Other research suggests that running can result in changes to the brain associated with resilience, or your ability to bounce back from tough situations. The research isn’t conclusive, but it would make sense: Runners tend to be resilient people, as they bounce back from the physical stress of running over and over again, and, as mentioned earlier, have a lot of determination and will-power. 

And in animals, running has been shown to actually create new brain cells. While research is needed in humans to determine whether running can promote the growth of brain cells in human brains, it’s promising to see those findings in animals. 

Dr. Zlatin Ivanov echoes that this phenomenon is probable in humans: “From a neurological perspective, running stimulates the growth of new grey matter in the brain,” he tells Verywell Fit. “Just three to four weeks of running can mean thousands of newly produced brain cells,” adding that running “also helps us be more focused and adaptable to changes.”

The Many Mental Health Benefits of Running

All those brain changes must add up to something, right? As a matter of fact, they add up to many things — from self-esteem to energy to overall mood, whatever facet of mental health you’re looking to improve upon, there’s a good chance that starting a running habit can help you get there.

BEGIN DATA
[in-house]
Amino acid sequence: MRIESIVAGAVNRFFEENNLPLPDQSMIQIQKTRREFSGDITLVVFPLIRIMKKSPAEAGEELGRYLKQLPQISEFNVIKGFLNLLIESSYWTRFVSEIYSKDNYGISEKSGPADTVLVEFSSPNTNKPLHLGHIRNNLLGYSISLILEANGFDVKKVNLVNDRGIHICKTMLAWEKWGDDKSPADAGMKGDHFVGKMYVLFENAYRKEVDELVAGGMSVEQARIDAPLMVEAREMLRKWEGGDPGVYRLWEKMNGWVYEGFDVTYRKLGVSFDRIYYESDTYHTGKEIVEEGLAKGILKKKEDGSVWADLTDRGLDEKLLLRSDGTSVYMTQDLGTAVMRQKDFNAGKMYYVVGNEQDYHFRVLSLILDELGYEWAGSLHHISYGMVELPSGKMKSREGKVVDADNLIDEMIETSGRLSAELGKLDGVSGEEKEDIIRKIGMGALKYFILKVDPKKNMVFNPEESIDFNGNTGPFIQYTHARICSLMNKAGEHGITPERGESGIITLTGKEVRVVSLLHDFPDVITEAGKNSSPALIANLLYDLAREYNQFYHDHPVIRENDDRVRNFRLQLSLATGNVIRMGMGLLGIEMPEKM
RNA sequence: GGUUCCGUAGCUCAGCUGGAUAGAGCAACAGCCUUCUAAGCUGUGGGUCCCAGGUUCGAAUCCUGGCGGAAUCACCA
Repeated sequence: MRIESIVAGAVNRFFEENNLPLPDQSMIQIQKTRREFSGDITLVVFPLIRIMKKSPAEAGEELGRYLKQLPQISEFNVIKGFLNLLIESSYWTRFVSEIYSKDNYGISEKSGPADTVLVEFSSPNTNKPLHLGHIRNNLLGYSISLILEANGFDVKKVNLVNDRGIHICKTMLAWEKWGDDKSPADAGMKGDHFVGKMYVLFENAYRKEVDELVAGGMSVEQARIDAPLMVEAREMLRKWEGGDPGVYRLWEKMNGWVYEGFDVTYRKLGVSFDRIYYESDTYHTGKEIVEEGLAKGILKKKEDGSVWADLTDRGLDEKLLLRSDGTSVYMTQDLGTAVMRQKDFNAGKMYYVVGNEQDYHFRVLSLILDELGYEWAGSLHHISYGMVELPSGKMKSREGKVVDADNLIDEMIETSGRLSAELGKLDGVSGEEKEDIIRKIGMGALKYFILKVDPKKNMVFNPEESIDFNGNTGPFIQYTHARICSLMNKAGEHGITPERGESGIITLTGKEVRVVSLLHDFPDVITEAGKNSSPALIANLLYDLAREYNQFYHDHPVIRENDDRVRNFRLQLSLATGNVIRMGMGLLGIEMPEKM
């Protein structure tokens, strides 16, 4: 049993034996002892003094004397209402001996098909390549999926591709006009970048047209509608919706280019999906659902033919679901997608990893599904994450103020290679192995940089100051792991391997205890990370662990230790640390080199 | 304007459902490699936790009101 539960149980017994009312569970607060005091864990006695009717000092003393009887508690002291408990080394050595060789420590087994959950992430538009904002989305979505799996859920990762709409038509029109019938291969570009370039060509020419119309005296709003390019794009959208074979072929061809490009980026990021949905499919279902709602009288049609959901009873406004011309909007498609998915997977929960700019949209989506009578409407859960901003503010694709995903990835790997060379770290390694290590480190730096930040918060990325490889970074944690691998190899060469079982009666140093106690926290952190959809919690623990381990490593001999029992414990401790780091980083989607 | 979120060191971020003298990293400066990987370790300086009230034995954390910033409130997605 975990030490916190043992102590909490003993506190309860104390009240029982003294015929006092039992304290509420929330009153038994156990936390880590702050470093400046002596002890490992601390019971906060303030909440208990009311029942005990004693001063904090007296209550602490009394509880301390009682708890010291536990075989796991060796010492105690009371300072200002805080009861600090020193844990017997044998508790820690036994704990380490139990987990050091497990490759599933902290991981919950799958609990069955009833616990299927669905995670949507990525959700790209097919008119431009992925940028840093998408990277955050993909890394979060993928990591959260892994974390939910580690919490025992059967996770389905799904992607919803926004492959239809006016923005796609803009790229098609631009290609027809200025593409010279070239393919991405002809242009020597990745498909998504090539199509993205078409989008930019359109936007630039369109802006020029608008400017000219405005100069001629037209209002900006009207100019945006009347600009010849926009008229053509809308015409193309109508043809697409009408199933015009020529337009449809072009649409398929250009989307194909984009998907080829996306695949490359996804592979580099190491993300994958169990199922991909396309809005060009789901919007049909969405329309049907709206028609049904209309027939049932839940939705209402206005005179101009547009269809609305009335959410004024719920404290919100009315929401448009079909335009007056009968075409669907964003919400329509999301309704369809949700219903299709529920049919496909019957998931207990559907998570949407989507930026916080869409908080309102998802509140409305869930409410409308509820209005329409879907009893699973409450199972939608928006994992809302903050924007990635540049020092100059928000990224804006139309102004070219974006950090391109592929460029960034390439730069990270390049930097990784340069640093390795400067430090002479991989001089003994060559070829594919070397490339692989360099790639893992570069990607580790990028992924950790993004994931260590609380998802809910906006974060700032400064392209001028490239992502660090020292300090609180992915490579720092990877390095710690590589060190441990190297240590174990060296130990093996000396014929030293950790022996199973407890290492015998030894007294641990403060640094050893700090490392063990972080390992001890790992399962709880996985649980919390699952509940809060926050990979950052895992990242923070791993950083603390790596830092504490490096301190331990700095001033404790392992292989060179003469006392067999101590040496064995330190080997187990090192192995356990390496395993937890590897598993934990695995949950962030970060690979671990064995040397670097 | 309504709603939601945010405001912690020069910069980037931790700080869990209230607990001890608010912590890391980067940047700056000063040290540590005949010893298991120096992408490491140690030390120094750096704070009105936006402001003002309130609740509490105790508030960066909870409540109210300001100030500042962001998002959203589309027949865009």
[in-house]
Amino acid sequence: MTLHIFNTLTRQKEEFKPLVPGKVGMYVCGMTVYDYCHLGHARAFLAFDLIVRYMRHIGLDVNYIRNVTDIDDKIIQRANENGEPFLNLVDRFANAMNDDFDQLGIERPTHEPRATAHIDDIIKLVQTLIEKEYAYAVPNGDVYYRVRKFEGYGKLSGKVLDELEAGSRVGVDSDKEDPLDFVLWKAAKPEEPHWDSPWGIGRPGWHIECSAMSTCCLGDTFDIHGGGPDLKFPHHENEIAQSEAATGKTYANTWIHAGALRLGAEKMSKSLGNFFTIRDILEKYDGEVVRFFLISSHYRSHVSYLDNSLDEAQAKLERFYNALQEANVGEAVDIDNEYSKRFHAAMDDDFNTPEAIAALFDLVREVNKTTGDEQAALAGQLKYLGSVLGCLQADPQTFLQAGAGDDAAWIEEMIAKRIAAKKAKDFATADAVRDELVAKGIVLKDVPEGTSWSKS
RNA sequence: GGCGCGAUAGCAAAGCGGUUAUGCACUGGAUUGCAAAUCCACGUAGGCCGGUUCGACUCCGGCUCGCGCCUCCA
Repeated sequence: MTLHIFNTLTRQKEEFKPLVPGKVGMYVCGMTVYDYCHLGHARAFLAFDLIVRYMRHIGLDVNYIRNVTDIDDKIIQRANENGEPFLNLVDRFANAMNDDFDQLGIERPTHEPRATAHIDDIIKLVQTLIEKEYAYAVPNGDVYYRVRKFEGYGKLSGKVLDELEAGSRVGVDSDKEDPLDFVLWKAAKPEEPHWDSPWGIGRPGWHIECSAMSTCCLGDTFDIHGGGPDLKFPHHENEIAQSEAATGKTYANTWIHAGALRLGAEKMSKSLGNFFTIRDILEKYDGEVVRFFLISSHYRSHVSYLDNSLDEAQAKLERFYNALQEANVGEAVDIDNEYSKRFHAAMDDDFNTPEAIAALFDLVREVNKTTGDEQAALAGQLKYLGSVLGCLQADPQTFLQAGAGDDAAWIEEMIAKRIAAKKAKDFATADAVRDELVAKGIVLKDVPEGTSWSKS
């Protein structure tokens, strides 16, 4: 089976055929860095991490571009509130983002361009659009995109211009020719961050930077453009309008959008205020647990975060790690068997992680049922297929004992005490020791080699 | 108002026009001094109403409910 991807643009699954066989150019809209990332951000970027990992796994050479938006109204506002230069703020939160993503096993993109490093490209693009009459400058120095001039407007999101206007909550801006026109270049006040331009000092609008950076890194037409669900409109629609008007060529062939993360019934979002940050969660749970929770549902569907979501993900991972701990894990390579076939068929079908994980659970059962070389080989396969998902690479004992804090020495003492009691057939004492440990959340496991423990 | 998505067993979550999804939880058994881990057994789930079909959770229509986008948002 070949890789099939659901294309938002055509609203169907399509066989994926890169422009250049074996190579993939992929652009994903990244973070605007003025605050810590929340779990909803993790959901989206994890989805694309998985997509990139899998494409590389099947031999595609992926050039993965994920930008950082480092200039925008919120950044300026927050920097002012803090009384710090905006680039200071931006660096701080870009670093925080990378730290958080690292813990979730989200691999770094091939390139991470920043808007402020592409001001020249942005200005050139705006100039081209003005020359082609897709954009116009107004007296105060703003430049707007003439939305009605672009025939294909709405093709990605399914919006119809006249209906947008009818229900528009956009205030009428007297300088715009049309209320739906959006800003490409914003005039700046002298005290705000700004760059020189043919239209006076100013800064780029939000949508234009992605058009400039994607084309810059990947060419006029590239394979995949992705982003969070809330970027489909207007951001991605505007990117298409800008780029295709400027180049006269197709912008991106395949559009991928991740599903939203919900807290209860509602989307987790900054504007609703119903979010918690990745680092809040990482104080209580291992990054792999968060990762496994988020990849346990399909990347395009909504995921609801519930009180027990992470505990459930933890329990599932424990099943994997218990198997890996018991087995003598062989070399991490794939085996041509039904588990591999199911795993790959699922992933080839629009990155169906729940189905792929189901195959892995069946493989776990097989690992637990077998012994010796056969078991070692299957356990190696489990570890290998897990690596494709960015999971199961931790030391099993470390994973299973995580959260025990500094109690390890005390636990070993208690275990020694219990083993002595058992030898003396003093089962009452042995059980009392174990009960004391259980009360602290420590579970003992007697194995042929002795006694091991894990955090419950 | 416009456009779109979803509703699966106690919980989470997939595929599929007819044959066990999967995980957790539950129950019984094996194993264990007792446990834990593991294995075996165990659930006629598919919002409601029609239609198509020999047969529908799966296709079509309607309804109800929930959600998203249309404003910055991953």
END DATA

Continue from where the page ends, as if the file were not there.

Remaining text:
Running Can Relieve Stress and Reduce Anxiety

“Running can be a form of stress relief due to its effects on the happy hormones,” Dr. Ivanov says, singling out the feel-good chemicals dopamine, serotonin, and oxytocin. In addition, “Running can also be an outlet for most individuals, just like any exercise,” he says.

Sure enough, research shows that running releases endorphins that make you feel good and it’s pretty well-known that exercise can help combat anxiety and other mood disorders. Some research even suggests that running, or any type of physical activity, can help you develop resilience, making it easier for you to shake off daily stressors.

Running Can Raise Your Self-Esteem and Confidence

Running can improve your self-esteem and confidence in a few ways: If you’re on a weight-loss journey, running can help from the standpoint that it edges you closer and closer to your goals. When you run consistently, you’ll see yourself achieve progress consistently. 

Some runners also find that their self-esteem improves when they consistently hit their pace or mileage goals, or beat a personal record. For example, if you set a weekly mileage goal of 10 miles, you’ll feel ecstatic when you complete all 10, and even more so if you run more than that. Beating your all-time best time on your mile, 5K, 10K, and other important races always feels gratifying, too. 

Researchers have actually found that regular exercise leads to better perceptions of one’s own fitness, as well as improved body image. 

Running Can Help Stabilize Your Mood

If you find yourself irritable, sad, or dealing with mood swings, running may help you control and stabilize your mood. The rush of endorphins that you get during and after a run can help elevate your mood in general, Dr. Petkov says, and may even help with long-term mood stabilization. 

A 2017 review of studies shows that acute exercise — or one bout of exercise — induces many favorable changes in the brain, such as increased levels of endocannabinoids, that boost your mood.